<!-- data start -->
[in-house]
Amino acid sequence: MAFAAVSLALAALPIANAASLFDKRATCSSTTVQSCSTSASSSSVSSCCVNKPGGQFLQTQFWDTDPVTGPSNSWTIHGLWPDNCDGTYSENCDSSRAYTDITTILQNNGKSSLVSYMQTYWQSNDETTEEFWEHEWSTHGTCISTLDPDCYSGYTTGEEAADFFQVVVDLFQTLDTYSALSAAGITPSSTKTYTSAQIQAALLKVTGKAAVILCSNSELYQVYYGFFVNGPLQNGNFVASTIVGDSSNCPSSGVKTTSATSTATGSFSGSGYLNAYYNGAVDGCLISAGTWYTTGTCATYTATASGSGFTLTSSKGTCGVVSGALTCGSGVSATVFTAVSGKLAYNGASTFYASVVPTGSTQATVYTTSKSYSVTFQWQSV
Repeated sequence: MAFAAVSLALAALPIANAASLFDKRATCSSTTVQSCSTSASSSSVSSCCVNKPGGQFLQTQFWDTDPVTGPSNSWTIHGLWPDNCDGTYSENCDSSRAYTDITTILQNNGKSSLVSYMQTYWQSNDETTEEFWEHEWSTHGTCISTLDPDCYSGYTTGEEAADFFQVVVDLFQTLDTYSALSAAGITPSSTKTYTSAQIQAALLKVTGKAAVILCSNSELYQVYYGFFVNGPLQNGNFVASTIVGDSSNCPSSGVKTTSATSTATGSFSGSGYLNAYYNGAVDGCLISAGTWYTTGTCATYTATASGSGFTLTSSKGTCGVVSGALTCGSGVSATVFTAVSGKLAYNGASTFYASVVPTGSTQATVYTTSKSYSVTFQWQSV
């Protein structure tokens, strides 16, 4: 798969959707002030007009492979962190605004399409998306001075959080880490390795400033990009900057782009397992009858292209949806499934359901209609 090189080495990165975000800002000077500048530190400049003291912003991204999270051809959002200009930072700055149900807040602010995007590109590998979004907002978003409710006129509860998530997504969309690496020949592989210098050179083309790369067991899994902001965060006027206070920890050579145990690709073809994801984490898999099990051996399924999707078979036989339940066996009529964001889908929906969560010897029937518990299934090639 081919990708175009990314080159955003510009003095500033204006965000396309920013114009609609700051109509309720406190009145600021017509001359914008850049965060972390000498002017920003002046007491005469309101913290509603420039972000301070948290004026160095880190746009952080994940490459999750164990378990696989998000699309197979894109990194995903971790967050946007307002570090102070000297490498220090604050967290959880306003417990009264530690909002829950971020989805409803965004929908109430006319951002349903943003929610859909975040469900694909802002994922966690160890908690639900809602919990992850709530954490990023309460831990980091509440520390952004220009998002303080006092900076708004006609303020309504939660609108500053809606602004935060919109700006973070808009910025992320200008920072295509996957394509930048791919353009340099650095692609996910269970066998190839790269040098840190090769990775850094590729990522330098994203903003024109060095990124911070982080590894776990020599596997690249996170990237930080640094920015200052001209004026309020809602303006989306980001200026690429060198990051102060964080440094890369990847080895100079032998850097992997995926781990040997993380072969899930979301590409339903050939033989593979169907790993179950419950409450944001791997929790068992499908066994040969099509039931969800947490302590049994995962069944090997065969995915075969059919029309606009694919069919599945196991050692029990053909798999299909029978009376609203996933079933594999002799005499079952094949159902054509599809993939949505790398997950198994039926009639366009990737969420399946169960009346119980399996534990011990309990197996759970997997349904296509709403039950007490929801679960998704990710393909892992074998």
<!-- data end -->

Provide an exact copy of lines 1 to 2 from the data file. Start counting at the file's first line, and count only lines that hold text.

[in-house]
Amino acid sequence: MAFAAVSLALAALPIANAASLFDKRATCSSTTVQSCSTSASSSSVSSCCVNKPGGQFLQTQFWDTDPVTGPSNSWTIHGLWPDNCDGTYSENCDSSRAYTDITTILQNNGKSSLVSYMQTYWQSNDETTEEFWEHEWSTHGTCISTLDPDCYSGYTTGEEAADFFQVVVDLFQTLDTYSALSAAGITPSSTKTYTSAQIQAALLKVTGKAAVILCSNSELYQVYYGFFVNGPLQNGNFVASTIVGDSSNCPSSGVKTTSATSTATGSFSGSGYLNAYYNGAVDGCLISAGTWYTTGTCATYTATASGSGFTLTSSKGTCGVVSGALTCGSGVSATVFTAVSGKLAYNGASTFYASVVPTGSTQATVYTTSKSYSVTFQWQSV